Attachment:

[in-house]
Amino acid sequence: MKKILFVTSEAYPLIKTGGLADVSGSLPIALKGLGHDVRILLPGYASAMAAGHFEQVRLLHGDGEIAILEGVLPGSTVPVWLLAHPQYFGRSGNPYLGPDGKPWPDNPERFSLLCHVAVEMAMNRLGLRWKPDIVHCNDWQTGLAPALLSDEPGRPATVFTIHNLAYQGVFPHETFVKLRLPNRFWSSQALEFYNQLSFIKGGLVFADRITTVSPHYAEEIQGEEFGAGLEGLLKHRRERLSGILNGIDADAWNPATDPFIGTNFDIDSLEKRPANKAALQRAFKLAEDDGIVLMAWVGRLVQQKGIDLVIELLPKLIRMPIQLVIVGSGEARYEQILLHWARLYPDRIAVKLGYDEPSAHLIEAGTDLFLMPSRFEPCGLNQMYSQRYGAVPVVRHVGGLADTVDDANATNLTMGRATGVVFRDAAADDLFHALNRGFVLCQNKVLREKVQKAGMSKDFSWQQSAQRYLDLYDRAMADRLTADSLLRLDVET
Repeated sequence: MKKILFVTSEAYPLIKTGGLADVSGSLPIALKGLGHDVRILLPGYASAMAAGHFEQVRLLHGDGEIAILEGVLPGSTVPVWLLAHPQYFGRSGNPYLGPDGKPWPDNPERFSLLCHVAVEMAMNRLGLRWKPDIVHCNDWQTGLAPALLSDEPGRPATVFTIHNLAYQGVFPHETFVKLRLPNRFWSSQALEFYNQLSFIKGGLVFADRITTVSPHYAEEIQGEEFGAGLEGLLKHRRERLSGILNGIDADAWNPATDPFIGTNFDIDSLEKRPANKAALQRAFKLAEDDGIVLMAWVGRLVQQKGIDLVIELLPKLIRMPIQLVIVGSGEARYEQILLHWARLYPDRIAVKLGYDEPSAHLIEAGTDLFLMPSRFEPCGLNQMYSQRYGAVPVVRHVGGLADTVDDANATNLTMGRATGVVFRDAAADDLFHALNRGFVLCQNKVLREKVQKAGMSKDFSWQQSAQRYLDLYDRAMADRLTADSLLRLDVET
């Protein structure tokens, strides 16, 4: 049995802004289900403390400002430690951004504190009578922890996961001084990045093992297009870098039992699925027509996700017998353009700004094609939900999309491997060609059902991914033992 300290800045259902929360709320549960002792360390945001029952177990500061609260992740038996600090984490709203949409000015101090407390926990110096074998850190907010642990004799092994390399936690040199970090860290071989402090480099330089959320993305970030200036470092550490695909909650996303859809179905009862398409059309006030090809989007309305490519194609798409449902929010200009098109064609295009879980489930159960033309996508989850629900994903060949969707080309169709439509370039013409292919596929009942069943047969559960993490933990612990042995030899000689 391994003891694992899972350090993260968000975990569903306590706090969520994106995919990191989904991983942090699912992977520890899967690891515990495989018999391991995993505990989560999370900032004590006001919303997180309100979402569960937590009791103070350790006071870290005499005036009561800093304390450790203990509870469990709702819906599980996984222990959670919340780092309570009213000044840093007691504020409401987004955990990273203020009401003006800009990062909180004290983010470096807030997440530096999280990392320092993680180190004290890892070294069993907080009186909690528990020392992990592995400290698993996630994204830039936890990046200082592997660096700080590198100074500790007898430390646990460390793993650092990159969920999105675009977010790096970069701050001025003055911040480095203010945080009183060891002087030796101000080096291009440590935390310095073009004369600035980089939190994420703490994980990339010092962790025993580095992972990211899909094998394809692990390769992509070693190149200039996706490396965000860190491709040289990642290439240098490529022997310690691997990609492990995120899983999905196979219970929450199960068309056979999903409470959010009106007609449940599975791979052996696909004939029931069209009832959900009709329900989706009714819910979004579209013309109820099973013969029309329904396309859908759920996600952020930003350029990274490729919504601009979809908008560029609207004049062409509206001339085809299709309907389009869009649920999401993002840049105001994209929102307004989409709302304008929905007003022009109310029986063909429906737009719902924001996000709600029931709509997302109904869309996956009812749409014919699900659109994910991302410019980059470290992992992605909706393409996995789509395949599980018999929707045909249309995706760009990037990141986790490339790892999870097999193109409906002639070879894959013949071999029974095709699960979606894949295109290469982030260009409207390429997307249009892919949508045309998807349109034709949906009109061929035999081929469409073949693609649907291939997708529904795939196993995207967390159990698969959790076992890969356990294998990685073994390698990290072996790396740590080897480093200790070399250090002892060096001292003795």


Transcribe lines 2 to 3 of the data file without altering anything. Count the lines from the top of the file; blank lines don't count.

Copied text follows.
Amino acid sequence: MKKILFVTSEAYPLIKTGGLADVSGSLPIALKGLGHDVRILLPGYASAMAAGHFEQVRLLHGDGEIAILEGVLPGSTVPVWLLAHPQYFGRSGNPYLGPDGKPWPDNPERFSLLCHVAVEMAMNRLGLRWKPDIVHCNDWQTGLAPALLSDEPGRPATVFTIHNLAYQGVFPHETFVKLRLPNRFWSSQALEFYNQLSFIKGGLVFADRITTVSPHYAEEIQGEEFGAGLEGLLKHRRERLSGILNGIDADAWNPATDPFIGTNFDIDSLEKRPANKAALQRAFKLAEDDGIVLMAWVGRLVQQKGIDLVIELLPKLIRMPIQLVIVGSGEARYEQILLHWARLYPDRIAVKLGYDEPSAHLIEAGTDLFLMPSRFEPCGLNQMYSQRYGAVPVVRHVGGLADTVDDANATNLTMGRATGVVFRDAAADDLFHALNRGFVLCQNKVLREKVQKAGMSKDFSWQQSAQRYLDLYDRAMADRLTADSLLRLDVET
Repeated sequence: MKKILFVTSEAYPLIKTGGLADVSGSLPIALKGLGHDVRILLPGYASAMAAGHFEQVRLLHGDGEIAILEGVLPGSTVPVWLLAHPQYFGRSGNPYLGPDGKPWPDNPERFSLLCHVAVEMAMNRLGLRWKPDIVHCNDWQTGLAPALLSDEPGRPATVFTIHNLAYQGVFPHETFVKLRLPNRFWSSQALEFYNQLSFIKGGLVFADRITTVSPHYAEEIQGEEFGAGLEGLLKHRRERLSGILNGIDADAWNPATDPFIGTNFDIDSLEKRPANKAALQRAFKLAEDDGIVLMAWVGRLVQQKGIDLVIELLPKLIRMPIQLVIVGSGEARYEQILLHWARLYPDRIAVKLGYDEPSAHLIEAGTDLFLMPSRFEPCGLNQMYSQRYGAVPVVRHVGGLADTVDDANATNLTMGRATGVVFRDAAADDLFHALNRGFVLCQNKVLREKVQKAGMSKDFSWQQSAQRYLDLYDRAMADRLTADSLLRLDVET